SEO Is Not That Hard

SEO A to Z - part 6 - "E-commerce to Expired Domains"

July 05, 2024 Edd Dawson Season 1 Episode 129
SEO A to Z - part 6 - "E-commerce to Expired Domains"
SEO Is Not That Hard
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SEO Is Not That Hard
SEO A to Z - part 6 - "E-commerce to Expired Domains"
Jul 05, 2024 Season 1 Episode 129
Edd Dawson

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Ever wondered why some e-commerce sites are skyrocketing in Google rankings while affiliate sites lag behind? Join me, Ed Dawson, as we explore the latest trends and challenges in SEO and online marketing. We kick things off with an intriguing comparison of e-commerce and affiliate sites, before having some fun with Google's hidden software Easter eggs. You'll also learn why editorial links are the gold standard for backlinks and how concepts like EAT—Experience, Expertise, Authoritativeness, and Trust—play a crucial role in Google's quality guidelines. Plus, discover practical strategies such as ego bait, creating an email list, and using engineering as marketing to enhance your SEO efforts.

In the second part of the episode, we dive deep into advanced SEO techniques to give you a competitive edge. Get to grips with the concept of entities in Google's algorithm and how they go beyond simple keywords to understand context. Uncover the lasting benefits of evergreen content and the nuanced pros and cons of exact match domains (EMDs). We'll also discuss why external links can improve user experience and potentially boost your SEO signals, and reveal how expired domains can be a hidden gem in your SEO strategy. Whether you're new to SEO or looking to refine your approach, this episode is packed with actionable insights that can transform your digital marketing game.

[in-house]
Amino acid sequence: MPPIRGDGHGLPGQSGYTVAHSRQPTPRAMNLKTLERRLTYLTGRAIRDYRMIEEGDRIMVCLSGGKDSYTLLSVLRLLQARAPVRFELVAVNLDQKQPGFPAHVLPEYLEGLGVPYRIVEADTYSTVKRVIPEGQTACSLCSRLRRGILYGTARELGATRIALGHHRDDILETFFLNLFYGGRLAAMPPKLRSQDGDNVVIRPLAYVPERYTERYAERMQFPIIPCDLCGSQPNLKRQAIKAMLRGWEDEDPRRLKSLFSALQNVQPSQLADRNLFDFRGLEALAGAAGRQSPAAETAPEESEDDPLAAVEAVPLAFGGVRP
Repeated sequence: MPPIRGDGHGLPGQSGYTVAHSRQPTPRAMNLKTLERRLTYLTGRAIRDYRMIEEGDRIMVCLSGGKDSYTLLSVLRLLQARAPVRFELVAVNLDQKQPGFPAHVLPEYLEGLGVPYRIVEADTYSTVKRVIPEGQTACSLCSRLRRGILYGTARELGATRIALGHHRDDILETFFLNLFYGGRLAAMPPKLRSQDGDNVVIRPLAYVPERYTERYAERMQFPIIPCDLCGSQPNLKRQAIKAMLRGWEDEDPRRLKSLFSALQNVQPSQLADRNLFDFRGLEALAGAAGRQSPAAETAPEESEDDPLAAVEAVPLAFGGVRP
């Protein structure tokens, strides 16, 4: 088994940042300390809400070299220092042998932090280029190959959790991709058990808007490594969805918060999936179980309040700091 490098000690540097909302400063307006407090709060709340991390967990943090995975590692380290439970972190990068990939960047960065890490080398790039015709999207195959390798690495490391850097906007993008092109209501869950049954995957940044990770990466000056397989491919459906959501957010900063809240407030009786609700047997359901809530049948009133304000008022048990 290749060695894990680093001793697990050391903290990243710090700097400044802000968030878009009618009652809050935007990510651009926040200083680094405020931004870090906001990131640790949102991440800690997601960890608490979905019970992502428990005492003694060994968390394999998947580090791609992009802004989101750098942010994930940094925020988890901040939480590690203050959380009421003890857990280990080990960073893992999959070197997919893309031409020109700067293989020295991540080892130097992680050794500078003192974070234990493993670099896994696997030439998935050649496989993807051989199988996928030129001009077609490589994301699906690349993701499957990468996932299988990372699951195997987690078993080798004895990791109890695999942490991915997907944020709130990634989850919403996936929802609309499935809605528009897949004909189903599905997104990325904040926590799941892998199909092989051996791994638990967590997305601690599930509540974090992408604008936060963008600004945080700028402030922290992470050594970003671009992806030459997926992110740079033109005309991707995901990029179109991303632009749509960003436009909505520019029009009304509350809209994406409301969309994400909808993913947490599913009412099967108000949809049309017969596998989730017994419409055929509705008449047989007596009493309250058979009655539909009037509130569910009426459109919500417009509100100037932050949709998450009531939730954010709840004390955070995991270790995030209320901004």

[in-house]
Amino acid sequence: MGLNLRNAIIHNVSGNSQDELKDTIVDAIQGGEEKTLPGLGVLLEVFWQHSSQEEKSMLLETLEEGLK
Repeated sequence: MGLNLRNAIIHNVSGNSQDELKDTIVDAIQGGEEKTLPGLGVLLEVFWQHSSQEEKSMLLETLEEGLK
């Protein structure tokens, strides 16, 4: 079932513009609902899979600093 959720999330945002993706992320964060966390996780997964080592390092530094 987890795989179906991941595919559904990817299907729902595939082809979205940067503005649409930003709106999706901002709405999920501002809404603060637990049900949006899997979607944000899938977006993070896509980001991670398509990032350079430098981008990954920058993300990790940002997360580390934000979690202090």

SEO Is Not That Hard is hosted by Edd Dawson and brought to you by KeywordsPeopleUse.com

You can get your free copy of my 101 Quick SEO Tips at: https://seotips.edddawson.com/101-quick-seo-tips

To get a personal no-obligation demo of how KeywordsPeopleUse could help you boost your SEO then book an appointment with me now

See Edd's personal site at edddawson.com

Ask me a question and get on the show Click here to record a question

Find Edd on Twitter @channel5

Find KeywordsPeopleUse on Twitter @kwds_ppl_use

"Werq" Kevin MacLeod (incompetech.com)
Licensed under Creative Commons: By Attribution 4.0 License
http://creativecommons.org/licenses/by/4.0/

Show Notes Transcript Chapter Markers

Send us a Text Message.

Ever wondered why some e-commerce sites are skyrocketing in Google rankings while affiliate sites lag behind? Join me, Ed Dawson, as we explore the latest trends and challenges in SEO and online marketing. We kick things off with an intriguing comparison of e-commerce and affiliate sites, before having some fun with Google's hidden software Easter eggs. You'll also learn why editorial links are the gold standard for backlinks and how concepts like EAT—Experience, Expertise, Authoritativeness, and Trust—play a crucial role in Google's quality guidelines. Plus, discover practical strategies such as ego bait, creating an email list, and using engineering as marketing to enhance your SEO efforts.

In the second part of the episode, we dive deep into advanced SEO techniques to give you a competitive edge. Get to grips with the concept of entities in Google's algorithm and how they go beyond simple keywords to understand context. Uncover the lasting benefits of evergreen content and the nuanced pros and cons of exact match domains (EMDs). We'll also discuss why external links can improve user experience and potentially boost your SEO signals, and reveal how expired domains can be a hidden gem in your SEO strategy. Whether you're new to SEO or looking to refine your approach, this episode is packed with actionable insights that can transform your digital marketing game.

SEO Is Not That Hard is hosted by Edd Dawson and brought to you by KeywordsPeopleUse.com

You can get your free copy of my 101 Quick SEO Tips at: https://seotips.edddawson.com/101-quick-seo-tips

To get a personal no-obligation demo of how KeywordsPeopleUse could help you boost your SEO then book an appointment with me now

See Edd's personal site at edddawson.com

Ask me a question and get on the show Click here to record a question

Find Edd on Twitter @channel5

Find KeywordsPeopleUse on Twitter @kwds_ppl_use

"Werq" Kevin MacLeod (incompetech.com)
Licensed under Creative Commons: By Attribution 4.0 License
http://creativecommons.org/licenses/by/4.0/